- Voters across the country cast votes for national, state and local candidates in the 2022 midterms, but they’ll also vote on a slate of ballot measures.
- Here’s what you need to know about proposals on issues ranging from abortion access to legalizing marijuana.
Millions of voters across the country have cast their ballots and made their voices heard in the 2022 midterm elections.
Voters are choosing lawmakers in the U.S. House and Senate, in addition to picking state and local officials. They are deciding whether Democrats should keep control of both houses of Congress, or whether Republicans will flip one or both chambers.
But voters are also making major decisions on ballot initiatives in states from coast to coast.
Voters are weighing in on issues ranging from accessing abortion to legalizing marijuana and outlawing slavery. Depending where voters live, they may be choosing to raise the minimum wage, expand Medicaid and sign off on policies designed to address climate change.
Here’s what you need to know about key ballot measures from Election Day 2022.
Live updates on the midterm elections:Republicans Rubio and DeSantis win reelection in Florida
Full election results:See results of elections in the Senate, House and every state
Abortion access votes in California, Kentucky, Michigan, Vermont
After the Supreme Court earlier this year overturned its landmark decision in Roe v. Wade, Kansas voters chose to uphold the right to an abortion in their state. And in the midterms, abortion access advocates hope states across the country see the same results.
California, Kentucky, Michigan and Vermont all offered similar questions to voters on Tuesday. And in Montana, a referendum could mean criminal charges for health care workers if they don’t take “all medically appropriate and reasonable actions to preserve the life” of an infant who is born living, including after an attempted abortion.
What are the midterm elections? Here’s what to know about them and why they’re important
Voting measures in Arizona, Connecticut, Michigan, Nebraska
Yes, voters in several states voted about voting, including measures on voter identification, early voting, and rules on passing ballot initiatives.
In Arizona, voters were asked whether they should be required to provide a date of birth and voter identification number for early ballot affidavits, instead of only a signature. Arizonians voted on proposals about ballot initiatives, including whether the state’s legislature can amend or repeal measures that voters have passed if the measures are deemed unconstitutional.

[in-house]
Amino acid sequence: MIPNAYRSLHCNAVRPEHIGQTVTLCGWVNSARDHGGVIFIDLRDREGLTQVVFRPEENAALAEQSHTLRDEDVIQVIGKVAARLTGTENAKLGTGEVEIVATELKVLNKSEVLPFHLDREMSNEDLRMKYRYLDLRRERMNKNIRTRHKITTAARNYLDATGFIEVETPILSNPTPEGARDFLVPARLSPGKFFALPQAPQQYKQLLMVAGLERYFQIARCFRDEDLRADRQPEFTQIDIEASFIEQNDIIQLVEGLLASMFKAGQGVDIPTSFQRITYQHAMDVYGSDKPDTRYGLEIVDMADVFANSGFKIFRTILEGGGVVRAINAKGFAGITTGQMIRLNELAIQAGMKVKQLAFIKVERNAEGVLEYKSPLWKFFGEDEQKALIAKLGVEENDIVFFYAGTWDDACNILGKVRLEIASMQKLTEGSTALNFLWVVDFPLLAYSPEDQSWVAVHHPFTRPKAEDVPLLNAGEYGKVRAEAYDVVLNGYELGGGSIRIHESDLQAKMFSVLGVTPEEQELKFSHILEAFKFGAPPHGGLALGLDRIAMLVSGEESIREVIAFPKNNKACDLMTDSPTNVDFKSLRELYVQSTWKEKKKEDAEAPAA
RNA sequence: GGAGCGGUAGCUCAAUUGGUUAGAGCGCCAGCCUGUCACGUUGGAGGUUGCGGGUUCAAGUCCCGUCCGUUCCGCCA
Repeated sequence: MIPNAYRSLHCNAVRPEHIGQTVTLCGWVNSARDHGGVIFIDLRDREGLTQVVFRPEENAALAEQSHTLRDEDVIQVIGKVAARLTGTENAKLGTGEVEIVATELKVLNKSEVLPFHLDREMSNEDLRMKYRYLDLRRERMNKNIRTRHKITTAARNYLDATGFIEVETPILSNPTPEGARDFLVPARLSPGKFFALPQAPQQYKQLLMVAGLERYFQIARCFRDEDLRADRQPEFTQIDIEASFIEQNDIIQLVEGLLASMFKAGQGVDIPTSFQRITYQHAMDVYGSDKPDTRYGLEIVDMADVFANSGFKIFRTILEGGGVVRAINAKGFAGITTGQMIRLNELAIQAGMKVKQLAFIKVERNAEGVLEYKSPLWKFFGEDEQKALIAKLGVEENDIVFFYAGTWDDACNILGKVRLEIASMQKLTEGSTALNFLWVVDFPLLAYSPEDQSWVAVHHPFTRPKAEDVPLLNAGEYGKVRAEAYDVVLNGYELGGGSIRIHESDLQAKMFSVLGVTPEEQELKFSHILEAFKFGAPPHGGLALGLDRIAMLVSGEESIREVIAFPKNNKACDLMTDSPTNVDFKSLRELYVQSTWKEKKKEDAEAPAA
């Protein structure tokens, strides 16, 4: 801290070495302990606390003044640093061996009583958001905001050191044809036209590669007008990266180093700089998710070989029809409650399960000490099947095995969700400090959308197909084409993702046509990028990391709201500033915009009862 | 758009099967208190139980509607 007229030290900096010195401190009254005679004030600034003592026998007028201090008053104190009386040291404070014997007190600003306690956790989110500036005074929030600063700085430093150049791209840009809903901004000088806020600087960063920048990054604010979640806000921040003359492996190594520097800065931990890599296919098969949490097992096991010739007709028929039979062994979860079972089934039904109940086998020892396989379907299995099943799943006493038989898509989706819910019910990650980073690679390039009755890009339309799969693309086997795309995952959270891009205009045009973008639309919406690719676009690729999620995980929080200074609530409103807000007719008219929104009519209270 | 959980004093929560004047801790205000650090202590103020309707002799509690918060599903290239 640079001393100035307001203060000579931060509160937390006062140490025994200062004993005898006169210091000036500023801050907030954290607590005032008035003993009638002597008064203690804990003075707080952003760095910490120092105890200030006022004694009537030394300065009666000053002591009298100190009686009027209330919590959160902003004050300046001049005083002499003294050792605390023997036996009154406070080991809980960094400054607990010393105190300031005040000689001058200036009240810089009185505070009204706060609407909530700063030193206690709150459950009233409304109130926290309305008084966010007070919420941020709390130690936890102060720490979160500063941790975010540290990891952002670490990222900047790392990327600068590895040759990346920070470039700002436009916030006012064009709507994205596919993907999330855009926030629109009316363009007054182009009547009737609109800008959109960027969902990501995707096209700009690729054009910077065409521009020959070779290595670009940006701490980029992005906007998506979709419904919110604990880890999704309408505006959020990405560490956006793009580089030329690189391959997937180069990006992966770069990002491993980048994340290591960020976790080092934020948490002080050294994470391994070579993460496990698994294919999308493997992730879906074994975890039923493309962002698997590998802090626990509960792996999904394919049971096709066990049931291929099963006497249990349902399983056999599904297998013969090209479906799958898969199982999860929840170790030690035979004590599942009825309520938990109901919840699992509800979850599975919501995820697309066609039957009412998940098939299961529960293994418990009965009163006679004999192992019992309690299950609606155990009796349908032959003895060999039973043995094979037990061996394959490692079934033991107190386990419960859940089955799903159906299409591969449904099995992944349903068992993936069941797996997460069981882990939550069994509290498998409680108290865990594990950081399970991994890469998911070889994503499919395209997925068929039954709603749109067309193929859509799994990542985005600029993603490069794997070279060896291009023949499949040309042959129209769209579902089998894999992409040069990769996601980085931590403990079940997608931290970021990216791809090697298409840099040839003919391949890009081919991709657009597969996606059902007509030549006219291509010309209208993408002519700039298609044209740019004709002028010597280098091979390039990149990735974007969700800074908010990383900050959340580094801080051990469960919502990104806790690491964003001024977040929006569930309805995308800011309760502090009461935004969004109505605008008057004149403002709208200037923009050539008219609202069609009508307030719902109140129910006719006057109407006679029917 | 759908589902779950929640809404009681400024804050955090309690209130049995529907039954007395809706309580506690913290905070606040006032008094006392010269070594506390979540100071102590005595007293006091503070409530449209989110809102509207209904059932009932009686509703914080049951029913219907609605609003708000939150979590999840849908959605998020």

In Connecticut, people voted on a constitutional amendment to allow in-person early voting. In Michigan, voters were asked whether to create a nine-day window for early voting, among other changes, such as requiring a photo ID or signed affidavit to vote.
And in Nebraska, voters were asked if a valid photo ID should be required to vote in any election.
Which party will control the Senate? Here’s every seat up for grabs in the 2022 midterms
Prohibiting slavery – particularly among prisoners
Five states were deciding whether to abolish slavery on Election Day. The states include:
No, you’re not remembering your United States history class wrong. The 13th Amendment to the Constitution ended slavery in the U.S. when it was ratified in 1865. But a loophole does allow it as a punishment for people convicted of a crime.
The referendums in these states mostly ask voters to say no form of slavery or involuntary servitude be allowed as punishment for a crime. If they’re enacted, these referendums could be more than just a symbolic gesture. Criminal justice reform advocates have said they could mean higher wages for prison work, among other changes.
Maryland legalizes recreational marijuana; other states vote on weed (and other drug policies)
Marijuana appeared on ballots in multiple states this year. In Arkansas, Missouri, Maryland, North Dakota and South Dakota, voters were faced with an option to legalize marijuana for people 21 and older.
Maryland voters approved legalizing recreational marijuana for people 21 and over though a constitutional amendment on Tuesday.
In Missouri, an amendment would also allow people who have been convicted of non-violent cannabis offense the chance to seek an earlier release from prison.
Colorado voters weighed in on whether the state should define certain fungi and psychedelic plants as natural medicine. The amendment would also allow personal use, possession, transportation and growth of the substances for people who are 21 or older.
DC raises minimum wage for tipped workers; Nevada, Nebraska vote on wage increases
Nevada voters were presented with an opportunity to increase the minimum wage in the state to $12 per hour. The state’s current minimum wage is between $9.50 to $10.50, depending whether a person has health insurance.
A Nebraska ballot measure could increase the minimum wage to $15 per hour by 2026.
In Washington, D.C., voters chose to raise the minimum wage for tipped employees to match the pay of non-tipped employees.